It is October 16th. It has been a year and a half since a crazy adolescent passed Deet's Place on his way to kill 32 unexpecting Hokies. It has been five years since I arrived on this campus. I want to say something has changed. I want to say Virginia Tech is a better place or at least a safer place. But either one would be lies. Besides construction zones and the rare building completion, this place hasn't changed much in five years.

Maybe things are not supposed to change. I never believed that "the only constant is change." Places and people change but at the end of the day, most of life stays the same. I get up. I eat. I breath. I love. I hate. I long. I sleep. Same old shit, different day.

When I saw the video of the crazy adolescent, all I could think about was what if I had made the effort to talk to him. What if I sat down with him in Deet's Place or the D2 cafeteria? What if someone became his friend instead of his enemy? Most of this was foolish. But "We Are Virginia Tech." "We are all Hokies today." I vowed to make a change. Life was too precious to be worrying about co-ed's thighs. Life was too precious to be so introverted that crazy people were able to slip through the cracks. I have felt some of the loneliness that crazy kid must have felt. It hurts. It does not justify what he did. But it hurts. We cannot deny pain.

I remember the press conferences. I remember that the University President (who is and was more of a politician than an educator) refused to say: "Let us grieve. We will review our policies. We will learn from this. But this is not about blame. It is about recovery. It is about grief. It is about making life changes for the better. Let us grieve." He did a great public relations job. Applications were up. Virginia Tech capitalized on the nation's attention. But the university did not change. Except the new dorms and research buildings being built.

Doors to most buildings are now difficult to chain shut. There are other ways to block doors. There are boards telling people what to do during an emergency. These serve as constant reminders of the evil of that day. There are electronic updatable boards telling people if there is an emergency. There are automatic Emails and text messages. I do not know what good these will do in case of a a real emergency. I guess they might help after the fact, but I do not see their prevention value.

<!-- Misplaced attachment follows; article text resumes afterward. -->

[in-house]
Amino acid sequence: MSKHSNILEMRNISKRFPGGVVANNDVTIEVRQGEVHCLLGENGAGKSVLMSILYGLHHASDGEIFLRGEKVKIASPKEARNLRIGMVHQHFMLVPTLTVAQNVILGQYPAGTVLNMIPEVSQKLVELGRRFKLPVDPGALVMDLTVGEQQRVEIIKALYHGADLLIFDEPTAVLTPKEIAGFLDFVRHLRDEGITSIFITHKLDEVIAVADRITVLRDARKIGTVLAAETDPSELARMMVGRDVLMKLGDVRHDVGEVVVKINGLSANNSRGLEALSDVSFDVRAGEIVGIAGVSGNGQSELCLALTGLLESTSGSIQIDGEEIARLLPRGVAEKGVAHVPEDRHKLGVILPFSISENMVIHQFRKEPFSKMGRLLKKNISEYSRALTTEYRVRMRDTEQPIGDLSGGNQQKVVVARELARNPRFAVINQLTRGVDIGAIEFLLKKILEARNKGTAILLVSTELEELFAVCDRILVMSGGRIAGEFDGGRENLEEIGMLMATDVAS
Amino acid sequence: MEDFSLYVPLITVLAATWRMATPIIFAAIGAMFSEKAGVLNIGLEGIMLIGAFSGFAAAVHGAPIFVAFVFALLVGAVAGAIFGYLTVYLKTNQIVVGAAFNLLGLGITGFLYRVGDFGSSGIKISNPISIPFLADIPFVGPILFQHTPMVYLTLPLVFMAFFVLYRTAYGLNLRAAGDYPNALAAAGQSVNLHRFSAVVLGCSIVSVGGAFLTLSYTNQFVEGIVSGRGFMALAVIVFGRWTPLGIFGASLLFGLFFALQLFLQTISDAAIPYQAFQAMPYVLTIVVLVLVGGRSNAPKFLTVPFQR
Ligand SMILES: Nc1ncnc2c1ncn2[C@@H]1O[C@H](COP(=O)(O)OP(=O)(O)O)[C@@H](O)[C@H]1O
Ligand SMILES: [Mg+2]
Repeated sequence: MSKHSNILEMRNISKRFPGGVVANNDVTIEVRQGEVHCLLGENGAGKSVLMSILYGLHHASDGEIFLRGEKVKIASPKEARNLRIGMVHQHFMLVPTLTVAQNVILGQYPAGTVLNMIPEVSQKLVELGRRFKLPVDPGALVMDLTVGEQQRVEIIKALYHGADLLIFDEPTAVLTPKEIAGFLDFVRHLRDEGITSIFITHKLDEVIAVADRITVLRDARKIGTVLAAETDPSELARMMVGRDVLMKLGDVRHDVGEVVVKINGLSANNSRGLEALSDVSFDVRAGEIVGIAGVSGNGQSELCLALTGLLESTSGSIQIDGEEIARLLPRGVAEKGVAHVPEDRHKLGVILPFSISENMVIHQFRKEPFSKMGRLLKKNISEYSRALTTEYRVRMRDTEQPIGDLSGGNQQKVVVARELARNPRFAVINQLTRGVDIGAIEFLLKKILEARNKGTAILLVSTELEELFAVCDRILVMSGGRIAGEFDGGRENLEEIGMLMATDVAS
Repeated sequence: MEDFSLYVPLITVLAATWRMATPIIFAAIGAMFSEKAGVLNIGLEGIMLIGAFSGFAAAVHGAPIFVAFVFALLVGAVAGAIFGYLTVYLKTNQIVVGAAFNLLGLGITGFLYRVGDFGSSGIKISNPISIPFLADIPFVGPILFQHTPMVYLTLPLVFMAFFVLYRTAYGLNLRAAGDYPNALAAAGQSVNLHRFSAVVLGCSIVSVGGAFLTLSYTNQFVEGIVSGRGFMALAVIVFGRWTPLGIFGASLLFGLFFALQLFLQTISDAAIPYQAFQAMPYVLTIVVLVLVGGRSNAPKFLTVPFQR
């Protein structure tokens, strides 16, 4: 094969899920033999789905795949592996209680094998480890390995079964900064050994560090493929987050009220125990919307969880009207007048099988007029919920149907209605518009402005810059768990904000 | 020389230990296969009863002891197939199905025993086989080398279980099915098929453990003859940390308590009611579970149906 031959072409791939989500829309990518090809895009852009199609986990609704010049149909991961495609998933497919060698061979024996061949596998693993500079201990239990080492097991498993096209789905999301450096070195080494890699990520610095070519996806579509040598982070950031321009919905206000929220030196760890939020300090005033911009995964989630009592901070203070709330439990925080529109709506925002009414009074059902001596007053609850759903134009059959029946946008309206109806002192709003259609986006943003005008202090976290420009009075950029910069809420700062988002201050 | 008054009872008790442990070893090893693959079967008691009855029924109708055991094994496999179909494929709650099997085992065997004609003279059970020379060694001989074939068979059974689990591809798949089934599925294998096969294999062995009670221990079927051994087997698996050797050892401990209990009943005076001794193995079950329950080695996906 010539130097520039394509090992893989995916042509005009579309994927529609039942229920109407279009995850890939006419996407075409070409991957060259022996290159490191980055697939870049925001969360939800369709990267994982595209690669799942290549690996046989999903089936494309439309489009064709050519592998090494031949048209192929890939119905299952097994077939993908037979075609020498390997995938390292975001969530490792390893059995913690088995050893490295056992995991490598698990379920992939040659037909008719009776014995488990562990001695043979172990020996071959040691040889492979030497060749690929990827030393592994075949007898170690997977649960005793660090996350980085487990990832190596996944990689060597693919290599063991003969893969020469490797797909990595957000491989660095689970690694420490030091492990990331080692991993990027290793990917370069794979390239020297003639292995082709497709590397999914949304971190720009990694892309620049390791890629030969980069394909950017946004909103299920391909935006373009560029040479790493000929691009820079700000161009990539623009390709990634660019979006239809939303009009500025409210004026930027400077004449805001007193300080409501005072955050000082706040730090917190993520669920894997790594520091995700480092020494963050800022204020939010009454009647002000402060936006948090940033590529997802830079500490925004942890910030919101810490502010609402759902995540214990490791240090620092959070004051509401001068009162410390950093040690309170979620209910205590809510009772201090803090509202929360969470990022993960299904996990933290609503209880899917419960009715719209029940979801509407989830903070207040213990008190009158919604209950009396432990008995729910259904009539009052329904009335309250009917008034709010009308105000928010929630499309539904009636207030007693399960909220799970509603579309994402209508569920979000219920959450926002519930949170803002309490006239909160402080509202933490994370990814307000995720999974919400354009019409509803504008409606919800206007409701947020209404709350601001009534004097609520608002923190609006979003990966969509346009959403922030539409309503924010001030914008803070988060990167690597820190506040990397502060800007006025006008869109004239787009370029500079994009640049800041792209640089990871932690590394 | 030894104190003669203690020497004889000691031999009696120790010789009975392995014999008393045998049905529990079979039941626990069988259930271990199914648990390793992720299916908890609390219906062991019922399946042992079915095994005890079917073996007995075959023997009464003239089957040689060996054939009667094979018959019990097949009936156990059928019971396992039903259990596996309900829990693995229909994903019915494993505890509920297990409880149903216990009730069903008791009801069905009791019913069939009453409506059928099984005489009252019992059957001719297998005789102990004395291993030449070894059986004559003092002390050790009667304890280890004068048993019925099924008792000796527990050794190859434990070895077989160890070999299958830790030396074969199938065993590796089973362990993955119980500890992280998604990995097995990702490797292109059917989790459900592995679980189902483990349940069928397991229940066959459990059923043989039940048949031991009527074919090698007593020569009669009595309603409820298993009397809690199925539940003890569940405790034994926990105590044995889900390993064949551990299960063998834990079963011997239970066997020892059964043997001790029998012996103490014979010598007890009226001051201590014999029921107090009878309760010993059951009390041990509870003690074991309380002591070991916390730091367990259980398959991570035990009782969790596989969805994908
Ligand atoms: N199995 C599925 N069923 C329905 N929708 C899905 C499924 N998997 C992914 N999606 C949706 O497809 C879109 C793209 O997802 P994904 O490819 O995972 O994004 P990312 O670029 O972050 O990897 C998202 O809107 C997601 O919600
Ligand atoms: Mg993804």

I remember going into Deet's place a few weeks after the shootings. All I could think about was that you would need state troopers at every door. And it still wouldn't be enough. That was the moment when I got over the shootings. We have to live. We have to be. I have given up trying to explain unexplainable things.

I gained 20 pounds in the three months after the shootings. I have lost 110 pounds in the fifteen months since. It was just something I did. The doctor told me I was going to eventually die. So I lost weight. I vowed to make a change.

But I am still a lonely introvert sitting at Deet's Place commenting on crazy adolescent males trying to score. I still do no have the courage to sit down with the guy who looks lonely, the guy or the girl who looks like the world has left a gaping wound upon their heart.

At a conference in Orlando, a fellow graduate student from Siberia asked if anything had changed at Tech. I was taken back by the question and gave a quick and unthoughtful response.

Now I would answer: "No. Was anything supposed to?"

Before It Is Too Late

I read an article about "patients as consumers" this morning. It was long but reviewed how the law has treated health care patients.

Universal health care worries me. I worry about incentives for innovation. I worry about moral hazard. I worry about someone else determining what treatments my parents get or don't get. But I really don't think it is worth it to spend much time opposing it. Given my history, my genes, my feelings I am betting at worst it will be a wash for me.